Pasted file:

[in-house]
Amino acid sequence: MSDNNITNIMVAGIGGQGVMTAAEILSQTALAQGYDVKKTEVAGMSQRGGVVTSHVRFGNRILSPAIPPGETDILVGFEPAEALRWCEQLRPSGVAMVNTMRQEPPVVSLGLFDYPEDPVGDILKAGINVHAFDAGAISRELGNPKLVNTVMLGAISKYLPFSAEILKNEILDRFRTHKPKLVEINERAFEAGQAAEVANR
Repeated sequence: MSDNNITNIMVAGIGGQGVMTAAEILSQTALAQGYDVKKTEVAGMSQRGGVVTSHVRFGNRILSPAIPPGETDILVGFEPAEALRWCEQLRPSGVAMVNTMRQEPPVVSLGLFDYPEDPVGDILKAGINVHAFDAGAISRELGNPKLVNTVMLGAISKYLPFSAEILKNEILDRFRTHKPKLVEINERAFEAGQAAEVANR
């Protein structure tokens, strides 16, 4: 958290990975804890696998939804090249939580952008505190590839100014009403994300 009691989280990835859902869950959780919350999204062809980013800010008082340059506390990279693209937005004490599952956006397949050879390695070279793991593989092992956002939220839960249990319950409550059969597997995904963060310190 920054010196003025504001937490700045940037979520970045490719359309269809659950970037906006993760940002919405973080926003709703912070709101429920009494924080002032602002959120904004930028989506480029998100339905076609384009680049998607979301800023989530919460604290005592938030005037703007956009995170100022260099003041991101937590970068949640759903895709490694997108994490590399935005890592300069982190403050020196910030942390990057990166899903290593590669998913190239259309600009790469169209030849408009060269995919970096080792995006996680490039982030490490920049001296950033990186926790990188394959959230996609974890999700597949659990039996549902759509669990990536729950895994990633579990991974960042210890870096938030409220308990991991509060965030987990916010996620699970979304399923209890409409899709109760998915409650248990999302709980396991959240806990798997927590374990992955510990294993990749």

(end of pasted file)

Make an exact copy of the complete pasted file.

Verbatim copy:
[in-house]
Amino acid sequence: MSDNNITNIMVAGIGGQGVMTAAEILSQTALAQGYDVKKTEVAGMSQRGGVVTSHVRFGNRILSPAIPPGETDILVGFEPAEALRWCEQLRPSGVAMVNTMRQEPPVVSLGLFDYPEDPVGDILKAGINVHAFDAGAISRELGNPKLVNTVMLGAISKYLPFSAEILKNEILDRFRTHKPKLVEINERAFEAGQAAEVANR
Repeated sequence: MSDNNITNIMVAGIGGQGVMTAAEILSQTALAQGYDVKKTEVAGMSQRGGVVTSHVRFGNRILSPAIPPGETDILVGFEPAEALRWCEQLRPSGVAMVNTMRQEPPVVSLGLFDYPEDPVGDILKAGINVHAFDAGAISRELGNPKLVNTVMLGAISKYLPFSAEILKNEILDRFRTHKPKLVEINERAFEAGQAAEVANR
């Protein structure tokens, strides 16, 4: 958290990975804890696998939804090249939580952008505190590839100014009403994300 009691989280990835859902869950959780919350999204062809980013800010008082340059506390990279693209937005004490599952956006397949050879390695070279793991593989092992956002939220839960249990319950409550059969597997995904963060310190 920054010196003025504001937490700045940037979520970045490719359309269809659950970037906006993760940002919405973080926003709703912070709101429920009494924080002032602002959120904004930028989506480029998100339905076609384009680049998607979301800023989530919460604290005592938030005037703007956009995170100022260099003041991101937590970068949640759903895709490694997108994490590399935005890592300069982190403050020196910030942390990057990166899903290593590669998913190239259309600009790469169209030849408009060269995919970096080792995006996680490039982030490490920049001296950033990186926790990188394959959230996609974890999700597949659990039996549902759509669990990536729950895994990633579990991974960042210890870096938030409220308990991991509060965030987990916010996620699970979304399923209890409409899709109760998915409650248990999302709980396991959240806990798997927590374990992955510990294993990749």